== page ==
Royal & the Serpent Isn't Sorry

Royal & the Serpent Isn't Sorry

Following the release of "GO PHUCK YOURSELF" — with its metallic, bone-shaking chorus — Royal & the Serpent is back today with yet another raucous single in the form of "IM NOT SORRY" (both of which will appear on a bigger project arriving "very very soon").

Where the Los Angeles rock star's lyrics could translate literally ("I wanna kill everybody/ I'm not sorry, I'm not sorry"), she says the song's message runs much deeper, challenging her fans to make their voices heard and embrace all their imperfections.

To visualize these ideas, Royal & The Serpent transformed herself into the Joker for an official "IM NOT SORRY" music video, where she runs wildly around the city wreaking havoc. "Hey, it's a beautiful day to be an asshole," she sings, her eyes manic like the iconic supervillain.

The entire effort is reflective of the dichotomy that Royal & The Serpent aims to achieve through her work, from the "sweet sunshine angel" of a royal persona and the "freaky devil maniac" of the serpent. So dive into both, below, as PAPER talks to the musician about coping with mass trauma and using humor to get by.

Why'd you decide the Joker was a perfect character to capture the attitude of this song?

It was really important to portray this story and character in a fictional way, because the lyric is so heavy and intense. The Joker is this rather sad, troubled outcast turned totally psychopathic. After the past two years of separation/ isolation/ trauma, we're all kind of on the brink of insanity — he fit the bill.

What was it like getting into character for this?

To be honest, it was kind of triggering — a lot of energy to take on. When we finally finished makeup, I had a full on panic attack. Luckily, my makeup artist (god bless her) was able to talk me off the ledge. She suggested I take all the anger and frustration I was feeling, and use it to play the part — it worked.

"It's about being unapologetic in our imperfections, and unafraid to speak up and seek help when we know we need it most."

This chorus is, obviously, very loaded — leaning into extreme confidence and extreme anger. How'd you land on the lyrics?

Firstly I'd just like to say, this song is a metaphor and is not meant to be taken literally. It's about being a narcissist with an inferiority complex (overconfident, yet fragile and insecure). It's about being unapologetic in our imperfections, and unafraid to speak up and seek help when we know we need it most.

What was it like writing and recording such an apologetic song like this in-studio?

It really is a wild thing, what we get to do for a living. Being a creative is such a blessing, it leans very heavily on connection and energy. You have to really listen to what your gut and intuition is telling you in these rooms, otherwise you end up chasing ideas so far down the drain that all the life gets squeezed right out of them. Nothing beats the feeling of knowing that something is special. Everyone in the room can feel the buzz and the tingle it gives you when you're all riding the same freaky wave.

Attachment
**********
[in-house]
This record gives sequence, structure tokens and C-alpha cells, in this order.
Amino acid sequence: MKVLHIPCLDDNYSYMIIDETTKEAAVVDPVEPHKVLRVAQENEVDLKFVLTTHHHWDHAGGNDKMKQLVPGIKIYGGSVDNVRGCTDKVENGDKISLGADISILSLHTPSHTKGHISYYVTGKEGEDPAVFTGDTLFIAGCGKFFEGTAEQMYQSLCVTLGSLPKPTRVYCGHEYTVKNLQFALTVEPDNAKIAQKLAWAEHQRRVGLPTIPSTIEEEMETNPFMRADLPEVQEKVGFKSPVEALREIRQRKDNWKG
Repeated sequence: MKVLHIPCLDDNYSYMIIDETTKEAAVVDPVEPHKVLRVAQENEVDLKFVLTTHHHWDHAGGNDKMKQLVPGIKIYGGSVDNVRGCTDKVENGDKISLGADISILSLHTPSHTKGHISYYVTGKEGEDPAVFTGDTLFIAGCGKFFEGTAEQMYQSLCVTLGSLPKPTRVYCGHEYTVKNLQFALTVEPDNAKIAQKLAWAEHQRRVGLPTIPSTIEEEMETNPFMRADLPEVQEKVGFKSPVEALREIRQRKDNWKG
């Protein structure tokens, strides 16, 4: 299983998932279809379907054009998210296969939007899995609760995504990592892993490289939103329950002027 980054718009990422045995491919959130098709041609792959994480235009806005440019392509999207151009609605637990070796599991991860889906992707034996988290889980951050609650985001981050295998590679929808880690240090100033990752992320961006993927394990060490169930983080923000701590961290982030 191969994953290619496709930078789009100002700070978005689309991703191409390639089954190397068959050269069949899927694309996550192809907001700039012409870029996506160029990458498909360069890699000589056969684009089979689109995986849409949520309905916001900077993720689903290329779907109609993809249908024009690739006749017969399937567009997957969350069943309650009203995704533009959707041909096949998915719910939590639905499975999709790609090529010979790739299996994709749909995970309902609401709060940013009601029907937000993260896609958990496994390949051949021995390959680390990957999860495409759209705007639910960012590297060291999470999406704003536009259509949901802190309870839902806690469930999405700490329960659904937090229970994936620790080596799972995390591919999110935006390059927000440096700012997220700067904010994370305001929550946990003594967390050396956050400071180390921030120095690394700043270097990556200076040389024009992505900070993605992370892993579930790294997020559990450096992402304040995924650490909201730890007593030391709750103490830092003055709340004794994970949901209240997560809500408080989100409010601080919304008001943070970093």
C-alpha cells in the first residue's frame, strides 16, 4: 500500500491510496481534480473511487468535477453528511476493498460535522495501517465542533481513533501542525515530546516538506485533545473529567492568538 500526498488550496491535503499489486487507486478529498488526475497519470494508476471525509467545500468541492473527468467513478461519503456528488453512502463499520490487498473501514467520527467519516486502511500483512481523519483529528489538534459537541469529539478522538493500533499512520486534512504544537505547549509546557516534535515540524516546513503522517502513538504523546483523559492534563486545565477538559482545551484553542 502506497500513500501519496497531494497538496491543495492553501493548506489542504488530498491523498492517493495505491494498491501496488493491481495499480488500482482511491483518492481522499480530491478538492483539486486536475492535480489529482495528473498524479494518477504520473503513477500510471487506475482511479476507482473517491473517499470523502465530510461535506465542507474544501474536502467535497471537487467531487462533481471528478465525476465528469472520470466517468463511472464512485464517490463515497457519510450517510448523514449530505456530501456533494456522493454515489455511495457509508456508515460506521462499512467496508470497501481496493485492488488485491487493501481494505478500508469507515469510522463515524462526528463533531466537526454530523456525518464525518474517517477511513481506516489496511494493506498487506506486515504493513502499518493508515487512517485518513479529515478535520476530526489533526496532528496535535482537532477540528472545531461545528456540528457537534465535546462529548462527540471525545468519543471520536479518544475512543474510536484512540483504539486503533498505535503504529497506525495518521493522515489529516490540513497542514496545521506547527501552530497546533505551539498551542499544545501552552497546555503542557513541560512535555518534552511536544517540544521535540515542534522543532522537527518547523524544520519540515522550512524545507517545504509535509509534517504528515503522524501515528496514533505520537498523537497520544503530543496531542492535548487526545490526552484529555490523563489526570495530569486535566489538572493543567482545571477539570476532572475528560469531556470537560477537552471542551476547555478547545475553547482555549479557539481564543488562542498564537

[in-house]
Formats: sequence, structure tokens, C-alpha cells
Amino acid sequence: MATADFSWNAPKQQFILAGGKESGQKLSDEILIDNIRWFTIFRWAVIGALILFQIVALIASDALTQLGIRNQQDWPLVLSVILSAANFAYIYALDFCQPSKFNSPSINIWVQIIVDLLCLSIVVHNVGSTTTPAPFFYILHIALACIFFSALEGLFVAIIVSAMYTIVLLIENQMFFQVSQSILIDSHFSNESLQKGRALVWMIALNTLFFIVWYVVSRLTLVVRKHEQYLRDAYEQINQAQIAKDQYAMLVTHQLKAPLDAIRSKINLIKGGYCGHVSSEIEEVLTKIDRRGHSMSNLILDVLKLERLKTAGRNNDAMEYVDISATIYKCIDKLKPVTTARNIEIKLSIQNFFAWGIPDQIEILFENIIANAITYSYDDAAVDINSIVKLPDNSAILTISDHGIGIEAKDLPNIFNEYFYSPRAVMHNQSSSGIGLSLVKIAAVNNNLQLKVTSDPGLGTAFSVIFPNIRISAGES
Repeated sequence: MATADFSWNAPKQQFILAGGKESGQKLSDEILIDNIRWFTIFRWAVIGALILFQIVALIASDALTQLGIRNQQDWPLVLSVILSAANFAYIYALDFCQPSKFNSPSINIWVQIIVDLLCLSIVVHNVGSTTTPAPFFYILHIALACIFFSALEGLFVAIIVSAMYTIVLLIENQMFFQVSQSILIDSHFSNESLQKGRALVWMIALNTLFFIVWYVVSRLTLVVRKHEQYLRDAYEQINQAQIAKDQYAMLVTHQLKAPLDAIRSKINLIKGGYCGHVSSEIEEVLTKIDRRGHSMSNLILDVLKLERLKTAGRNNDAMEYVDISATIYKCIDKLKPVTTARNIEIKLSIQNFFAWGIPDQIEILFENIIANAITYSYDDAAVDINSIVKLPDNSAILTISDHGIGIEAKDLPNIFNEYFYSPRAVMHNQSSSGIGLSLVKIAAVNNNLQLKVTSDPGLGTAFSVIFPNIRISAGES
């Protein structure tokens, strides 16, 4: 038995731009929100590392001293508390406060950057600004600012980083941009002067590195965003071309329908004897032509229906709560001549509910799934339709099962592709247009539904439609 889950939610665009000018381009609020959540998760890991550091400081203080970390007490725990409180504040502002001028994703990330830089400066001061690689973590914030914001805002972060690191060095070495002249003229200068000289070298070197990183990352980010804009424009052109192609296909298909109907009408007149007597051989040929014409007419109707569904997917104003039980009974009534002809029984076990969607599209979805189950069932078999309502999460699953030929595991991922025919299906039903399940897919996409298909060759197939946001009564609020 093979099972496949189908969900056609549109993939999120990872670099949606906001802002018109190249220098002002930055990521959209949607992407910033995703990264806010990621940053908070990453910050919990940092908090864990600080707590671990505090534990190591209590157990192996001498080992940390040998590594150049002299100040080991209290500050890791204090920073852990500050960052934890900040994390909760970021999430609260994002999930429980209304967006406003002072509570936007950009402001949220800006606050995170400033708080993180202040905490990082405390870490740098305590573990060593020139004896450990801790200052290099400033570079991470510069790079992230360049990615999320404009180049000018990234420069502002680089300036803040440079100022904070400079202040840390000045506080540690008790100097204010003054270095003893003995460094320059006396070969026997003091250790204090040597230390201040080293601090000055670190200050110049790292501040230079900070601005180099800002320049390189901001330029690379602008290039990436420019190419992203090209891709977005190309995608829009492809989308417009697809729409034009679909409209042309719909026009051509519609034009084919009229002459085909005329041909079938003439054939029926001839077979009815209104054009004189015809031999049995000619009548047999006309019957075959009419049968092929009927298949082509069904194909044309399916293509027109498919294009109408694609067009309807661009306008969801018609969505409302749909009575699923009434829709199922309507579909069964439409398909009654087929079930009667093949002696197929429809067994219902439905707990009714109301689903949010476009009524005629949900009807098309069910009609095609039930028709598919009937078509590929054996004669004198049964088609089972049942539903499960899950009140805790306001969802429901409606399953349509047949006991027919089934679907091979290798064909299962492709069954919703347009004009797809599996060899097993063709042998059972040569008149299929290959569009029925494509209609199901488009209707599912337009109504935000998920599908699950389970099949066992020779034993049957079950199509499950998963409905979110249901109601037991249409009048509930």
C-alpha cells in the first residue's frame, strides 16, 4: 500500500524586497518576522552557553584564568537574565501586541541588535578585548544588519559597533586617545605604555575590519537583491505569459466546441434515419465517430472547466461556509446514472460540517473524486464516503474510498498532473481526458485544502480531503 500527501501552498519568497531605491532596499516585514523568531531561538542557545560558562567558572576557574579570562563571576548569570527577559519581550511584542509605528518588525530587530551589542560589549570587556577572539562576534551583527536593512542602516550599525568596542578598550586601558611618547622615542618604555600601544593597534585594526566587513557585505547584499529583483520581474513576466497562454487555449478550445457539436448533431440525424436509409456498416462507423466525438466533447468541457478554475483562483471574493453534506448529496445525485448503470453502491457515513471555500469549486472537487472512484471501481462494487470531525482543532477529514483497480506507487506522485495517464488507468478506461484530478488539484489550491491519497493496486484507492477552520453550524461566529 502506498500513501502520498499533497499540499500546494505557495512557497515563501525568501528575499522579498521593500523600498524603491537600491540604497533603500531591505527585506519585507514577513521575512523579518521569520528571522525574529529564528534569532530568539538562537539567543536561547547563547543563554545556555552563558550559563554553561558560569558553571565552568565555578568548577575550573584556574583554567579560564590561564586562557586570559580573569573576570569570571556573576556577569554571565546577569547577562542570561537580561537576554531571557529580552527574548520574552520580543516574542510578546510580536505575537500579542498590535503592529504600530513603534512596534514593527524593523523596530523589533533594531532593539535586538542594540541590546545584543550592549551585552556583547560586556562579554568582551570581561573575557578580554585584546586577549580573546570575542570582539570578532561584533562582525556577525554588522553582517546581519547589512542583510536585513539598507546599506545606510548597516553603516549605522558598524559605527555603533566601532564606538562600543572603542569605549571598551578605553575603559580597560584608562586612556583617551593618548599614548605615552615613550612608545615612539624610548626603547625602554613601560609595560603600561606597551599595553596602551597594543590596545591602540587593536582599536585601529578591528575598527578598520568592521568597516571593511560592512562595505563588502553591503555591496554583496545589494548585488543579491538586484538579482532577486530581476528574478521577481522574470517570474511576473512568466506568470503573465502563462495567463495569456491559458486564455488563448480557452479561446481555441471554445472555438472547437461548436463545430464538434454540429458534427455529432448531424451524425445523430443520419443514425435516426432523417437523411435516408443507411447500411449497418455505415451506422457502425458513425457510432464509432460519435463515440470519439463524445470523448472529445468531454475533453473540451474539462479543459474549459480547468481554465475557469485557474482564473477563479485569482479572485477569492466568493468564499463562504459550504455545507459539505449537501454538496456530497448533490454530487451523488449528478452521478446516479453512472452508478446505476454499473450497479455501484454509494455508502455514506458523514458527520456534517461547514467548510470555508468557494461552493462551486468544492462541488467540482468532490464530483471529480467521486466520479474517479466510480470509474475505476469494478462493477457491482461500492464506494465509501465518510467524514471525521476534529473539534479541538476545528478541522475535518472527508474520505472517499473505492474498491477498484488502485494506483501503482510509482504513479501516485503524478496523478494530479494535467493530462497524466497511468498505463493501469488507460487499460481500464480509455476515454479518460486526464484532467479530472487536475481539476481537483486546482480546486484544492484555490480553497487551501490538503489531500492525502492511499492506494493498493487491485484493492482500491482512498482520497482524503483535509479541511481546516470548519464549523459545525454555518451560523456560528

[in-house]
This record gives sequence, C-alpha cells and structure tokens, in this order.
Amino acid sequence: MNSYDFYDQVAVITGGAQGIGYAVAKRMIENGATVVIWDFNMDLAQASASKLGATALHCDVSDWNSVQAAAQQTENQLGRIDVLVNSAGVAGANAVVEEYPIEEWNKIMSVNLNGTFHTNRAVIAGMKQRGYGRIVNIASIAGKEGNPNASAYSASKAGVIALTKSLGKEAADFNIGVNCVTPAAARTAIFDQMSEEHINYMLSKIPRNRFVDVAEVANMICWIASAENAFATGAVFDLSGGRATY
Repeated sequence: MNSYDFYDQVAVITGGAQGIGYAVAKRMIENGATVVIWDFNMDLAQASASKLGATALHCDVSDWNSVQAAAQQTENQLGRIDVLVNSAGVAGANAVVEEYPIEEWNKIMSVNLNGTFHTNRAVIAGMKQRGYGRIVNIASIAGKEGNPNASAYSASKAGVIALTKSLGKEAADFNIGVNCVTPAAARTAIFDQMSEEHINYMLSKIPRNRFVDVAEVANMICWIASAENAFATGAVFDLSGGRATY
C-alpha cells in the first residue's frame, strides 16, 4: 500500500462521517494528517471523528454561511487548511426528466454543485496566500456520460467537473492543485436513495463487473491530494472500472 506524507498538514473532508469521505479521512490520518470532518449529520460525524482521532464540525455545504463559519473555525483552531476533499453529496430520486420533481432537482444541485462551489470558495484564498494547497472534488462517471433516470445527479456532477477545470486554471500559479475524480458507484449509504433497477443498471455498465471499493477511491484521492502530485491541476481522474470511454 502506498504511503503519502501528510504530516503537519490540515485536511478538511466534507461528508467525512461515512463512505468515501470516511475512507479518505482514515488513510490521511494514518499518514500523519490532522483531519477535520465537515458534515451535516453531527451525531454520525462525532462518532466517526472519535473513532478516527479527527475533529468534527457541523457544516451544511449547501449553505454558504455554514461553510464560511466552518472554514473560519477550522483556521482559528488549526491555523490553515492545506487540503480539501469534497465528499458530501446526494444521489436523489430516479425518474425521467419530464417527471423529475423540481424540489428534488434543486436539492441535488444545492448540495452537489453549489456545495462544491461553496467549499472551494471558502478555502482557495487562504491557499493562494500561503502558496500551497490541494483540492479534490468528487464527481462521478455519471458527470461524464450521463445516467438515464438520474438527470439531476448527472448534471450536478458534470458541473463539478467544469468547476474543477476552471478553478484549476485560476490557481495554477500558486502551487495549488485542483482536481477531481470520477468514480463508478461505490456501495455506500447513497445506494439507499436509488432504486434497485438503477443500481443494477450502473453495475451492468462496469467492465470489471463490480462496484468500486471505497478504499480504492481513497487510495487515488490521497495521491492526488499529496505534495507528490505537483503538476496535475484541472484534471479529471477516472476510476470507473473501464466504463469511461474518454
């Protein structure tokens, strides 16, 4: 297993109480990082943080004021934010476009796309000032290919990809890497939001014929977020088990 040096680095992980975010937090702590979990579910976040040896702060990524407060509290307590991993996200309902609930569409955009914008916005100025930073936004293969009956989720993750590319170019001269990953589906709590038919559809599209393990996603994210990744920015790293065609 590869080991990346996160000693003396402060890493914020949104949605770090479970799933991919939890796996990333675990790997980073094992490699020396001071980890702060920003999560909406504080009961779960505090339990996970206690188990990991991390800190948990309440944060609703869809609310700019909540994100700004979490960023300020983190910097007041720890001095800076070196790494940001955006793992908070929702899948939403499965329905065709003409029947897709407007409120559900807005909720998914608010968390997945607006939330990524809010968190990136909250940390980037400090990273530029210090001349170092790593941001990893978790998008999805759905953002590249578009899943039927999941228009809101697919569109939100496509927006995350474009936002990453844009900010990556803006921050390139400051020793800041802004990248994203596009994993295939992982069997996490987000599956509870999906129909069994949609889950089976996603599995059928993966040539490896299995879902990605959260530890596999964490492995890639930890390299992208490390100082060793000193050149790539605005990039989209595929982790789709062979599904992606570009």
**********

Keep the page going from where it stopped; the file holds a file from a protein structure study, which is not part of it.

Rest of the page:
When was this song created? Did it have anything to do with our extreme global repression and isolation? How did that impact the music-making process for you?

[Laughs] I just looked to see what day we wrote it and it led me down this rabbit hole where I found the first voice memo of us in the studio laughing as we realized we wrote the chorus to the song. June 24 2021, to be exact — and, of course, I think it would be silly for any of us to think that the mass trauma we've been through as a collective hasn't affected us in every way it could have — especially creatively. A lot of the music that's coming out these days is filled with angst and rage. Creating is one of the healthiest things we can do with those sorts of emotions.

How important is humor in your songwriting process? That's what keeps these songs light, while still hammering home your perspective.

Honestly, it's everything. When we're talking about concepts that are so thick with intensity, I think it's necessary to laugh at ourselves a little. My mom always taught me as a kid to laugh at the voice in my head when it was twisting the story of my life into pity, anger or self doubt. She'd say, "Life's a stand up show and your inner voice is the comedian." It stuck with me and, quite honestly, has made the hardest moments a little softer around the edges.

"My mom always taught me as a kid to laugh at the voice in my head when it was twisting the story of my life into pity, anger or self doubt."

This feels like an apt follow-up to "GO PHUCK URSELF." Do you see a relationship between the two?

Someone is paying attention! A+ to you, three gold stars. Of course, it's all connected. We're dancing around themes of loss, tragedy, death — but don't worry, every ending is always followed by a new beginning.

How are your 2021 singles representative of what's coming next? Is this part of a larger effort?

This is the first time I'll be saying this publicly, but yes — we're slowly unfolding a story that is leading us to my favorite project I've ever created, and it'll be here... very very soon.

Photos courtesy of Royal & the Serpent